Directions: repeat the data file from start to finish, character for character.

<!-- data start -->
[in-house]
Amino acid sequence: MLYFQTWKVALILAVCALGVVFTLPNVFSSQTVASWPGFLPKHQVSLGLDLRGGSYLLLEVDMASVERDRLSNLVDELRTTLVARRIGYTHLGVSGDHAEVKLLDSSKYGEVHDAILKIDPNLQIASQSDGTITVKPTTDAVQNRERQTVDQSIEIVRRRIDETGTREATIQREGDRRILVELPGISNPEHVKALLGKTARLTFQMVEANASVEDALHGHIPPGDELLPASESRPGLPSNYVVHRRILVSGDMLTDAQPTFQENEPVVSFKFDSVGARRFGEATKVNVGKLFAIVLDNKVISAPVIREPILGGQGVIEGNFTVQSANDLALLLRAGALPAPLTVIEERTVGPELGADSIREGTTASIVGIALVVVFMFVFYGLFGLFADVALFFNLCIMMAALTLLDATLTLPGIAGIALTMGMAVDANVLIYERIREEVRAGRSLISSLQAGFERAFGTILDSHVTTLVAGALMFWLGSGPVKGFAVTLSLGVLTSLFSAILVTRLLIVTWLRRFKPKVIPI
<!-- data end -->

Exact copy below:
[in-house]
Amino acid sequence: MLYFQTWKVALILAVCALGVVFTLPNVFSSQTVASWPGFLPKHQVSLGLDLRGGSYLLLEVDMASVERDRLSNLVDELRTTLVARRIGYTHLGVSGDHAEVKLLDSSKYGEVHDAILKIDPNLQIASQSDGTITVKPTTDAVQNRERQTVDQSIEIVRRRIDETGTREATIQREGDRRILVELPGISNPEHVKALLGKTARLTFQMVEANASVEDALHGHIPPGDELLPASESRPGLPSNYVVHRRILVSGDMLTDAQPTFQENEPVVSFKFDSVGARRFGEATKVNVGKLFAIVLDNKVISAPVIREPILGGQGVIEGNFTVQSANDLALLLRAGALPAPLTVIEERTVGPELGADSIREGTTASIVGIALVVVFMFVFYGLFGLFADVALFFNLCIMMAALTLLDATLTLPGIAGIALTMGMAVDANVLIYERIREEVRAGRSLISSLQAGFERAFGTILDSHVTTLVAGALMFWLGSGPVKGFAVTLSLGVLTSLFSAILVTRLLIVTWLRRFKPKVIPI